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Sunday, November 25, 2007

Rajasthan - Folk Music and Dance

Rajasthan - Folk Music and Dance
After hard work in the harsh desert sun and the rocky terrain whenever they take time off they let themselves...

DISCOVERINDIA > PLACES > RAJASTHANFOLKMUSIC . . .

Folk Musician The people of Rajasthan live life to the hilt. After hard work in the harsh desert sun and the rocky terrain whenever they take time off they let themselves. Go in gay abandon. There is dancing, singing, drama, devotional music and puppet shows and other community festivities, which transform the hardworking Rajasthani into a fun-loving and carefree individual. Each region has its own folk entertainment; the dance styles differ, as do the songs. Interestingly enough, even the musical instruments are different.

Of considerable significance are the devotional songs and the communities who render these songs. Professional performers like the Bhaats, Dholis, Mirasis, Nats, Bhopas and 13hands are omnipresent across the state. They are patronized by the villagers who participate actively in the shows put up by these traveling entertainers. Some of the better known forms of entertainment are:

Ghoomar Dance

This is basically community dance for women and performed on auspicious occasions. Derived from the word ghoomna, piroutte, this is a very simple dance where the ladies move gently, gracefully in circles.

Gair Dance Gair Ghoomar

This is one of the many dance-forms of the Bhil tribals Performed during Holi festival, this among a few performances where both men and women dance together.

Gair

Another Holi dance but performed only by men. This becomes Dandia Gair in Jodhpur and Geendad in Shekhawati.

Chari Dance

This is popular in the Kishengarh region and involves dancing with a chari, or pot, on one' head. A lighted lamp is then placed on the pot.
Serpant
Kachhi Ghodi

This is a dance performed on dummy horses. Men in elaborate costumes ride the equally well decorated dummy horses. Holding naked swords, these dancer move rhythmically to the beating of drums and fifes. A singer narrates the exploits of the Bavaria bandits of Shekhawati.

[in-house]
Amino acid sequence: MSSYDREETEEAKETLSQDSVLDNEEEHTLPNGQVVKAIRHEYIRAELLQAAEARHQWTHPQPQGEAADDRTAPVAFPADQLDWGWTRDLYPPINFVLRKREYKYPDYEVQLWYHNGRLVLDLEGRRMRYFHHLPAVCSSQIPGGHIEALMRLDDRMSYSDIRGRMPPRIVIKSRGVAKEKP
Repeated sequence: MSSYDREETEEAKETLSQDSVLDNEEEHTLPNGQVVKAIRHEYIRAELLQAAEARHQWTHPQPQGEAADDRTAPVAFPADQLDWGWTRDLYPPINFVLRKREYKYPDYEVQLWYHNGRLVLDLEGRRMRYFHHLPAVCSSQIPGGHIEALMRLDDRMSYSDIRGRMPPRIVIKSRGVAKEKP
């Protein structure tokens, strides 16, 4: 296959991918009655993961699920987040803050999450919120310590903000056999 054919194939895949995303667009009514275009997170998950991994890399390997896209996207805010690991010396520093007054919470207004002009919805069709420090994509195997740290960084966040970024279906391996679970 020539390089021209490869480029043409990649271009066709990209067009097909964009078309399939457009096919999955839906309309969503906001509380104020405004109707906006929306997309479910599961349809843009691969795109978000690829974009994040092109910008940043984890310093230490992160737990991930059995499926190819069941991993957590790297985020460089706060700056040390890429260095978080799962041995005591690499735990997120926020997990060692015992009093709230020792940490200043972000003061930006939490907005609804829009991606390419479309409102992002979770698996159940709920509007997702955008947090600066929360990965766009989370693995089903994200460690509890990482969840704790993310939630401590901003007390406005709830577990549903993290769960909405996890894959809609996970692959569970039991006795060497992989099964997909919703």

Fire Dance

The jasnathis of Bikaner and Churu are renowned for their tantric powers and this dance is in keeping with their lifestyle. A large ground is prepared with live wood and charcoal where the Jasnathi men and boys jump on to the fire to the accompaniment of drum beats. The music gradually rises in tempo and reaches a crescendo; the dancers seem to be in a trance like state.

Drum Dance

This is a professional dance - form from Jalore. Five men with huge drums round their necks, some with huge cymbals accompany a dancer who holds a naked sword in his mouth and performs vigorously by twirling three painted sticks.

Teerah Taali

The Kamad community of Pokhran and Deedwana perform this dance in honour of their deity, Baba Ramdeo. A rather unusual performance where the men play a four-stringed instrument called a chau-tara and the women sit with dozens of manjeeras, or cymbals, tied on all over their bodies and strike them with the ones they hold in their hands. Sometimes, the women also hold a sword between their teeth or place pots with lighted lamps on their heads.

Kathputli

Puppet plays based on popular legends are performed by skilled puppeteers. Displaying his skill in making the puppets' act and dance, the puppeteer is accompanied by a woman, usually his wife, who plays the dholak, or drums and sings the ballad.

Folk Dancers at Sam Pabuji Ki Phad

A 14th century folk hero, Pabuji is revered by the Bhopa community. The phad or scroll, which is about 10 metres long, highlights the life and heroic deed of Pabuji. The Bhopas are invited by villagers to perform in their areas during times of sickness and misfortune. The ballad is sung by the Bhopa as he plays the Ravan - hattha and he is joined by his wife who holds a lamp and illuminates the relevant portions at appropriate points.

Maand

Rajasthan's most sophisticate style of folk music and has come a long way from the time it was only sung in royal courts, in praise of the Rajput rulers.

Professional singers still sing the haunting ballads of Moomal Mahendra, Dhola - Maru and other legendary lovers and heroes.

List of singers and performers also includes the Mirasis and Jogis of Mewat, Manganiyars and Langas, Kanjars, Banjaras and Dholies. Performances like the Kuchamani Khayal, Maach, Tamasha, Rammat, Nautanki and Raasleela are no less popular. The musical instruments of Rajasthan are simple but quite unusual. Handcrafted by the musicians themselves they are rather unique and include instruments like the Morchang, Naad, Sarangi, Kamayacha, Rawanhattha, Algoza, Khartal, Poongi, Bankia and Daf. There are dozens of other instruments, which are exclusive to Rajasthan only. It is a rather difficult task to list all the different types of music, dance and entertainment that can be found in Rajasthan. The range is mindboggling.



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